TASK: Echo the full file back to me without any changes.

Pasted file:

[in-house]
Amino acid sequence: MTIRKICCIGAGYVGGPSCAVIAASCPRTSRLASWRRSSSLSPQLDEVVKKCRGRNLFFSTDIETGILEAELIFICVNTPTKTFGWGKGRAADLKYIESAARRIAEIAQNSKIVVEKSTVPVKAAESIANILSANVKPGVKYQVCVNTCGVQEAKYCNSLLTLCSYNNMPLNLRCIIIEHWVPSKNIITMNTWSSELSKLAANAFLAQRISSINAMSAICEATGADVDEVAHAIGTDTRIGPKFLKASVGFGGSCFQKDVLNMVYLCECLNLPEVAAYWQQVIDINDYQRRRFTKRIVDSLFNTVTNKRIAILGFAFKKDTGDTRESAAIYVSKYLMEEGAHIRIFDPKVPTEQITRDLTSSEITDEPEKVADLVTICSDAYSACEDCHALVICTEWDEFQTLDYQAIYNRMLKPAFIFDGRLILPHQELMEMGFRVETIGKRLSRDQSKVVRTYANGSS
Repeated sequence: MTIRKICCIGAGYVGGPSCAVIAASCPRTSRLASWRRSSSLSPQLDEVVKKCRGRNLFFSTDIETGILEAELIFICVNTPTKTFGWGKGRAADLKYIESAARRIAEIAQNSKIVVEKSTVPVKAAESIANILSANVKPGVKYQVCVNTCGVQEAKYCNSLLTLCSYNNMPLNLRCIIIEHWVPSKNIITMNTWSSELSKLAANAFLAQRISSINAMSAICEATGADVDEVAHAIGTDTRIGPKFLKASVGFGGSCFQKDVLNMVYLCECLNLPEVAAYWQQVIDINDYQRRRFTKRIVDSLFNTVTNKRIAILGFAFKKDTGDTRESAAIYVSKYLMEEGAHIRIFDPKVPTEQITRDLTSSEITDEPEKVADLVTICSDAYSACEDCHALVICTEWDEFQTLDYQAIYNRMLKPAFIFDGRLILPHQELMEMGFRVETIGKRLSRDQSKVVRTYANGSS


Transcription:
[in-house]
Amino acid sequence: MTIRKICCIGAGYVGGPSCAVIAASCPRTSRLASWRRSSSLSPQLDEVVKKCRGRNLFFSTDIETGILEAELIFICVNTPTKTFGWGKGRAADLKYIESAARRIAEIAQNSKIVVEKSTVPVKAAESIANILSANVKPGVKYQVCVNTCGVQEAKYCNSLLTLCSYNNMPLNLRCIIIEHWVPSKNIITMNTWSSELSKLAANAFLAQRISSINAMSAICEATGADVDEVAHAIGTDTRIGPKFLKASVGFGGSCFQKDVLNMVYLCECLNLPEVAAYWQQVIDINDYQRRRFTKRIVDSLFNTVTNKRIAILGFAFKKDTGDTRESAAIYVSKYLMEEGAHIRIFDPKVPTEQITRDLTSSEITDEPEKVADLVTICSDAYSACEDCHALVICTEWDEFQTLDYQAIYNRMLKPAFIFDGRLILPHQELMEMGFRVETIGKRLSRDQSKVVRTYANGSS
Repeated sequence: MTIRKICCIGAGYVGGPSCAVIAASCPRTSRLASWRRSSSLSPQLDEVVKKCRGRNLFFSTDIETGILEAELIFICVNTPTKTFGWGKGRAADLKYIESAARRIAEIAQNSKIVVEKSTVPVKAAESIANILSANVKPGVKYQVCVNTCGVQEAKYCNSLLTLCSYNNMPLNLRCIIIEHWVPSKNIITMNTWSSELSKLAANAFLAQRISSINAMSAICEATGADVDEVAHAIGTDTRIGPKFLKASVGFGGSCFQKDVLNMVYLCECLNLPEVAAYWQQVIDINDYQRRRFTKRIVDSLFNTVTNKRIAILGFAFKKDTGDTRESAAIYVSKYLMEEGAHIRIFDPKVPTEQITRDLTSSEITDEPEKVADLVTICSDAYSACEDCHALVICTEWDEFQTLDYQAIYNRMLKPAFIFDGRLILPHQELMEMGFRVETIGKRLSRDQSKVVRTYANGSS